Actual baseball team meets with Sidney Ponson’s agent for some reason

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Every year something happens in the offseason that makes me think that I can’t handle the looniness anymore. That the hot stove season has reached its nadir. After which I say that I cannot handle another weird rumor or report. When I say “not again. The line must be drawn here! This far, no further!”

That usually happens in mid-January.  This year it happened on November 16, in a tweet from Gordon Wittenmyer of the Chicago Sun-Times:

source:

Sideny Ponson. Who hasn’t pitched since 2009 and hasn’t pitched well since 2003.  I’m going to assume for the sake of my sanity that the A’s official in question is the brother-in-law or college roommate of Ponson’s agent and that the meeting was a social affair.

If not, I’ll be in the bar.  Until mid-February.

 

Autopsy report reveals morphine, Ambien in Roy Halladay’s system

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Traces of morphine, amphetamine, Prozac and Ambien were found in Roy Halladay’s system at the time of his death, according to the autopsy findings Zachary T. Sampson of the Tampa Bay Times reported Friday. The former Phillies and Blue Jays ace and two-time Cy Young Award winner was killed in a plane crash off the Gulf of Mexico last November. While the exact cause of the incident has not yet been determined, it was a combination of blunt force trauma and drowning that resulted in the 40-year-old’s death.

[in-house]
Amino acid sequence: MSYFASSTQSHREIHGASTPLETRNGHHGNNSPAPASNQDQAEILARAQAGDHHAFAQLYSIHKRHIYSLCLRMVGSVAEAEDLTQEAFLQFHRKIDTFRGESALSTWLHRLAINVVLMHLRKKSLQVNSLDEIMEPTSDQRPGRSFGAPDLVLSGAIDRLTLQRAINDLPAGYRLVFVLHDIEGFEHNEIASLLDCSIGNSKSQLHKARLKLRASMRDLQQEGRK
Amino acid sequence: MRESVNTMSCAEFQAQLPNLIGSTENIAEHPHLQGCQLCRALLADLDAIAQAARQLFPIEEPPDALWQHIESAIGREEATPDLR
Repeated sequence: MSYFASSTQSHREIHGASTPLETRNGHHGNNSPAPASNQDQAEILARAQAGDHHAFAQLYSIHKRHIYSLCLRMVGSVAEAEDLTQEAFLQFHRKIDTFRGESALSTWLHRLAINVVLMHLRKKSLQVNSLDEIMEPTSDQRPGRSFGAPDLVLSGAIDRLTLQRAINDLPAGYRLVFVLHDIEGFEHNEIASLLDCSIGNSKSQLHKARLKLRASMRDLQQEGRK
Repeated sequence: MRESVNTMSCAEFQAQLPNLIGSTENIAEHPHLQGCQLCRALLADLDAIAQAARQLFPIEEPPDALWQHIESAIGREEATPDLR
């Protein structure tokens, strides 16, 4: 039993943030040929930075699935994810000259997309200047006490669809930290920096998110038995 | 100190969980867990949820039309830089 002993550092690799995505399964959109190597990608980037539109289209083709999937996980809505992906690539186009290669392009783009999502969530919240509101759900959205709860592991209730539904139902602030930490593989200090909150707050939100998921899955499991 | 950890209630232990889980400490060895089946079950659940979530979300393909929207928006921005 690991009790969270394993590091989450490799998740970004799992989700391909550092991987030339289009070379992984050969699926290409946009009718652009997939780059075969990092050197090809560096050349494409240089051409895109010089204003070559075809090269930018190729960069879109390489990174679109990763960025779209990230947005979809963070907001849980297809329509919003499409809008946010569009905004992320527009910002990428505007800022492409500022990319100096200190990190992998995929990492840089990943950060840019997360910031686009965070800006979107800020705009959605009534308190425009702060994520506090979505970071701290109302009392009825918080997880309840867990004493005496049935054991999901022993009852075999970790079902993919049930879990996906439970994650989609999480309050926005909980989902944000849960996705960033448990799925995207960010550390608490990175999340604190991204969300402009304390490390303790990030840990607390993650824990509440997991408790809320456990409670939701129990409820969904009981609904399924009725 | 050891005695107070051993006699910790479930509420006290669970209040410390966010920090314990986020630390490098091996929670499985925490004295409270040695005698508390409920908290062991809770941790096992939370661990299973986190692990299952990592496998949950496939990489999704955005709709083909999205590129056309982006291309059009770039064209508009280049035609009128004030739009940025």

Further details from the NY Daily News revealed that Halladay sustained a fractured leg and a “subdural hemorrhage, multiple rib fractures, and lung, liver and spleen injuries” during the crash. As for the drugs present in his system, the autopsy report suggests that the presence of morphine could be linked to heroin use, though there’s no clear evidence that he did so.

The toxicology results also determined that Halladay had a blood-alcohol content level of 0.01. A BAC of 0.08 is the legal limit for operating a car, but current FAA regulations prohibit any alcohol consumption for eight hours before operating aircraft. Halladay was both the pilot and sole passenger aboard the plane when it crashed.

Previous statements from the National Transportation Safety Board indicate that the investigation is still ongoing and could take up to two years to resolve.